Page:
Published: July 11, 2017
NEW YORK CITY – The Museum of the City of New York presents “New York Silver, Then and Now,” an exhibition designed to create a dialogue between 25 contemporary artists, silversmiths and designers and the New York silver in the museum’s permanent collection. On view through next June, the exhibition displays original works of art created for a modern audience by these artists alongside their historic inspirations, culled from the museum’s collection and presented in the Museum’s Tiffany & Co. Foundation Gallery. The exhibition is organized by guest curator Jeannine Falino.
Engaging contemporary artists with treasures from the museum’s collection allows the exhibition to illuminate the evolution of the ancient craft of metalsmithing and explore the expressive potential of silver as an artistic medium. As the Twenty-First Century artists open a discourse with the work of their predecessors, they weave modern interpretations of historic issues – including the role of women in society and use of slave labor to mine this precious metal – into an artistic conversation between past and present.
“‘New York Silver, Then and Now’ asks contemporary artists to recreate items from our expansive collection of New York Silver with a modern twist, and the results are as poignant as they are beautiful,” said Whitney Donhauser, the Ronay Menschel director of the Museum of the City of New York. “We invite one and all to explore New York’s artistic past and present with silver as a guide.”
Some of these modern creations – made by artists like Kiki Smith, Chitra Ganesh, Laurene Leon Boym, Preston Jones and more – seek to retain the function of their historical counterparts, while others are transformed to serve new purposes. Some contemplate abstract issues, including the mystery of life and death. All of these works probe the changing role and enduring appeal of a medium with a longstanding history of use, enjoyment and value in New York households, and together they offer fresh ways of thinking about this lustrous and versatile medium in modern times.
The exhibition also presents a historical narrative on the use of silver as a reflection of time and culture. Silver was once at the center of a well-appointed home, with its beauty adding to the family dinner table and its material value providing its owners with financial security in uncertain times. It was the treasure lovingly bestowed at births, weddings and funerals, marking important passages in life. The role of silver in daily life has evolved over the years as fashions and social usage have changed. This is especially true with the quickening pace of life in Twenty-First Century, where family gatherings have become less formal, especially ones built around the dinner table. Even so, silver holds its fascination for consumers, collectors and artists, suggesting something timeless about its liquid, shimmering surface – something the exhibition aims to communicate through an artistic give and take taking place across time and space.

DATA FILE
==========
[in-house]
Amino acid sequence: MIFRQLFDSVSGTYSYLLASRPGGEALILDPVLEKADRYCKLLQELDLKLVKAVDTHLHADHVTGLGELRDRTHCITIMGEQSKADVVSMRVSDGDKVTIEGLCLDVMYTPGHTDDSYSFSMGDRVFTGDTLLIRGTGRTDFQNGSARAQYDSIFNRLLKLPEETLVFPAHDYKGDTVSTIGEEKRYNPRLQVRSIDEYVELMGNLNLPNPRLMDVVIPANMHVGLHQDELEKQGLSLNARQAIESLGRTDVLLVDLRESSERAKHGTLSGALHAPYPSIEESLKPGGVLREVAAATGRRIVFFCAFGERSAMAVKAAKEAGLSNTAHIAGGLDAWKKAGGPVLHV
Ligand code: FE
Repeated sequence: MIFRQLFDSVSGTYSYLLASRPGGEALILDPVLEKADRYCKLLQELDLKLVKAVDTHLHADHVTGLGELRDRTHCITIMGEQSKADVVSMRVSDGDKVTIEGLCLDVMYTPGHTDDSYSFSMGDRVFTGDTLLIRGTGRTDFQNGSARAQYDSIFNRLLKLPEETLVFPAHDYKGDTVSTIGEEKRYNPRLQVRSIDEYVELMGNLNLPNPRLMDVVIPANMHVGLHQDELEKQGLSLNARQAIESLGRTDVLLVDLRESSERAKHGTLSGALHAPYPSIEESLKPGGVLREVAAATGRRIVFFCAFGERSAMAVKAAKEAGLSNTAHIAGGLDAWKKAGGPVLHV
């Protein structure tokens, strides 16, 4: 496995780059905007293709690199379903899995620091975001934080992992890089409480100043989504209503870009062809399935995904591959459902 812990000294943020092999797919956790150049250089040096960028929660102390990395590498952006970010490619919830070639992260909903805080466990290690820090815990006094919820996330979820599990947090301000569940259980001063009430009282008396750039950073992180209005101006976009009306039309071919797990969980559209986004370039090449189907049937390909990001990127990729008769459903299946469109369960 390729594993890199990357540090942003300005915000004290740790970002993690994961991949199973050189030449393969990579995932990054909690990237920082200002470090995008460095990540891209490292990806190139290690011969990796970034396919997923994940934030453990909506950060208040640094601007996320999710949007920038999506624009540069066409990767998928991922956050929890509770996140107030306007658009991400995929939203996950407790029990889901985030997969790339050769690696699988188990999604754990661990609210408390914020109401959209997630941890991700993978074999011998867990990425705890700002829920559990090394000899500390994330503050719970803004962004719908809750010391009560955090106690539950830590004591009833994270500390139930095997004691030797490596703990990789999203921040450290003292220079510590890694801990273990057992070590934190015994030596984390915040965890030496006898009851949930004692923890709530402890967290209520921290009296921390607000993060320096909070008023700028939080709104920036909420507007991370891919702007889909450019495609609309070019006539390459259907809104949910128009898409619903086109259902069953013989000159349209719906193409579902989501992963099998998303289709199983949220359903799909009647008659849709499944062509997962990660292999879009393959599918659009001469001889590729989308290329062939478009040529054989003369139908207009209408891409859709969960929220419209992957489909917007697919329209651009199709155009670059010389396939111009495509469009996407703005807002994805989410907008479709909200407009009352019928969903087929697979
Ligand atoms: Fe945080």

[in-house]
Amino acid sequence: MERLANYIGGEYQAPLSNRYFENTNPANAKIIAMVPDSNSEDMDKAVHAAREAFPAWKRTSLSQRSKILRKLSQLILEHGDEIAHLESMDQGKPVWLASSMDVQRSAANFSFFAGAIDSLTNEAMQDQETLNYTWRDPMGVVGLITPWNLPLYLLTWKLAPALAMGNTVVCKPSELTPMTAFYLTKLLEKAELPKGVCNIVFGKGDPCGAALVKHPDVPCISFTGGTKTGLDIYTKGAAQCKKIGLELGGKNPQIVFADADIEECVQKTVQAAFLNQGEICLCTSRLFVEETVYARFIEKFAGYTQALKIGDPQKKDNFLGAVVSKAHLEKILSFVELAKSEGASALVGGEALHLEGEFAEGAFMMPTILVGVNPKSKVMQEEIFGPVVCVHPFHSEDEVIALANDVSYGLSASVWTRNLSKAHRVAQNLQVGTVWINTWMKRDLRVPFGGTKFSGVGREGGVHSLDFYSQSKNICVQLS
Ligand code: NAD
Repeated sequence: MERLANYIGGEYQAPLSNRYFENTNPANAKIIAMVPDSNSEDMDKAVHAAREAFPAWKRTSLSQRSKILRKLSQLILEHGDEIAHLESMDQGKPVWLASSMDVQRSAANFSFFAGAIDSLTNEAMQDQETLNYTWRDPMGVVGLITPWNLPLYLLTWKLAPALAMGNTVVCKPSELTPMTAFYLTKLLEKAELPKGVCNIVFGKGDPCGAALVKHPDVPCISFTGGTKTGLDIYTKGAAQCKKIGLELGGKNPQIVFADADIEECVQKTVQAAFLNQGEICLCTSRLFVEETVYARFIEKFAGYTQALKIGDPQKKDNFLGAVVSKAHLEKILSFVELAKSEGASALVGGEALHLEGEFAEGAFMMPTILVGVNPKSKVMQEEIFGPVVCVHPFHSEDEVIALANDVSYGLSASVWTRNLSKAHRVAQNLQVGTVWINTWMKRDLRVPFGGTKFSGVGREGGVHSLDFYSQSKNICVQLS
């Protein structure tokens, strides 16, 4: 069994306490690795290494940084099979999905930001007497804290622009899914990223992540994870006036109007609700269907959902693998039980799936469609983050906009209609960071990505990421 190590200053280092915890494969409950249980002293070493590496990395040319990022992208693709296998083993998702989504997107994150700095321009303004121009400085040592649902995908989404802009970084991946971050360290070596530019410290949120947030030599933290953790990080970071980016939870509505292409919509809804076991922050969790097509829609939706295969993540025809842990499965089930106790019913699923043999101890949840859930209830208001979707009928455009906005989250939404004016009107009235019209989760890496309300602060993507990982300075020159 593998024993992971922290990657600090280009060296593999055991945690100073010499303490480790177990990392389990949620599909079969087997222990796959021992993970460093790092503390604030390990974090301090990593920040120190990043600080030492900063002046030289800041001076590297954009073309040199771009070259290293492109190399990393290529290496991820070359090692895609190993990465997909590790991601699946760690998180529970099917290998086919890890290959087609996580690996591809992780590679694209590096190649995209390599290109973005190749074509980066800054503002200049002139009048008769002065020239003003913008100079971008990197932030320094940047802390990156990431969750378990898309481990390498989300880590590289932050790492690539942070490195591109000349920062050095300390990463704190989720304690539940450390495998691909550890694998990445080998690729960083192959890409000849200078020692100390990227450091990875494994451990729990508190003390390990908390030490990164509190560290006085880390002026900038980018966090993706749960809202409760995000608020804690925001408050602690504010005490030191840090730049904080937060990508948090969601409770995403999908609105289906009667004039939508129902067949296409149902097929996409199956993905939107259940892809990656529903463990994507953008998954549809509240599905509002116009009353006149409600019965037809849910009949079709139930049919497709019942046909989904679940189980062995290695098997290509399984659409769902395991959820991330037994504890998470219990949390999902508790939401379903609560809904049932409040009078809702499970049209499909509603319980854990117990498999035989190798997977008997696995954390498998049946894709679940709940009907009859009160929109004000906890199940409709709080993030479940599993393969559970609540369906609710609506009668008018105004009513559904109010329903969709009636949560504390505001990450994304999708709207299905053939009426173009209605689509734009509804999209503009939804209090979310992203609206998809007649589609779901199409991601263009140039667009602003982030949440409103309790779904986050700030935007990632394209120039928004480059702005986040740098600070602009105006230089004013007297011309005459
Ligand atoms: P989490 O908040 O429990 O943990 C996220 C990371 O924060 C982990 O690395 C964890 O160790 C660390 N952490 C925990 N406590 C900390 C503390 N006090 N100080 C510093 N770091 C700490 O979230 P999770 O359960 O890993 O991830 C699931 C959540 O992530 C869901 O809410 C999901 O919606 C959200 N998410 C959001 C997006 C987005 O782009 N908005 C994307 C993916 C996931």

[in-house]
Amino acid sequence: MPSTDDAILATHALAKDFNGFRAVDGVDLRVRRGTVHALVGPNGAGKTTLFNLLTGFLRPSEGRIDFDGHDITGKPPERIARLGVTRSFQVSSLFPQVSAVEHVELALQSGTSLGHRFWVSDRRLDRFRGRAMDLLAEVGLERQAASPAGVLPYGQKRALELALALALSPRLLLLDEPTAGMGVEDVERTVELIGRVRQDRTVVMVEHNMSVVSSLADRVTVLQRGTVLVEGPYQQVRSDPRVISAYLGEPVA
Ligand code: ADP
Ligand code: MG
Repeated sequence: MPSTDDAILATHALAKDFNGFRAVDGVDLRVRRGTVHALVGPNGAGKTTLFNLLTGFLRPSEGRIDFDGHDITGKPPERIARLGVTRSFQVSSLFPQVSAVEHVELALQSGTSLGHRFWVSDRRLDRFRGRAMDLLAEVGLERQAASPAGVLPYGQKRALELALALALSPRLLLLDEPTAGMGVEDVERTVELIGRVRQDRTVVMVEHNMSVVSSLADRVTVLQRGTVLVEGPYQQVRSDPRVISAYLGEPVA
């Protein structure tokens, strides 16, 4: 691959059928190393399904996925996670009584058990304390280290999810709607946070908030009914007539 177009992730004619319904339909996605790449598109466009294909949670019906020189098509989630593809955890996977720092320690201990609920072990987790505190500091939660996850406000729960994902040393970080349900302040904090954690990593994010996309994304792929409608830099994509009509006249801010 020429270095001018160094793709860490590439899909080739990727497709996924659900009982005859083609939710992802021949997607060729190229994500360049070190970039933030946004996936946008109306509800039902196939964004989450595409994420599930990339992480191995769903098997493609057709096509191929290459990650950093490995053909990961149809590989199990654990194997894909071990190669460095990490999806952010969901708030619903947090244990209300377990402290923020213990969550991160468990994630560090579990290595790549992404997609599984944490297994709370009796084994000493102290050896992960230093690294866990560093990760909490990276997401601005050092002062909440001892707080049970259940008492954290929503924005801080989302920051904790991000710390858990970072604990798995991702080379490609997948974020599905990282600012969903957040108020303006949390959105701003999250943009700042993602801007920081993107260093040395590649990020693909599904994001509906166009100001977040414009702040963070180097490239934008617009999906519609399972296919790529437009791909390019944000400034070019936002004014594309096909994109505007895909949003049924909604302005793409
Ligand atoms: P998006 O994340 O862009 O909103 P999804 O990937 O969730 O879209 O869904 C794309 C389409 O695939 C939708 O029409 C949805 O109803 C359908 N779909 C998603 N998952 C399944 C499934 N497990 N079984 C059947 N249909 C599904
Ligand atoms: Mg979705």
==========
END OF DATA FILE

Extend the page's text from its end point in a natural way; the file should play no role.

“This exhibition is not just your grandmother’s silver,” said Falino. “It is a one-of-a-kind dialogue taking place between treasures of centuries past and 25 cutting-edge artists, designers and silversmiths. In addition, the show explores the timeless attraction between people and silver, asking and answering why this precious metal has played such an integral role in the history of American life.”
Among the featured works on view are Ganesh’s beaker made to honor the more than one million people buried in the pauper’s field on Hart Island, inspired by a 1708 beaker made by Hugues Lossieux and Joseph Leddel with anti-Catholic engravings; a honeycomb bracelet by Smith, inspired by a Tiffany & Co. bonbonniére made of platinum, gold, pearls, diamonds and sapphires; a hand-wrought spoon designed by Sheila Bridges and based upon designs for ships used in the transatlantic slave trade paired with late Seventeenth Century silver spoon made by Cornelius Vander Burch; and a circa 1750 John Hastier porringer and a Twenty-First Century pillinger reinvented for present-day medicinal purposes by Constantin Boym.
The museum is at 1220 Fifth Avenue at 103rd Street. For more information, www.mcny.org or 212-534-1672.
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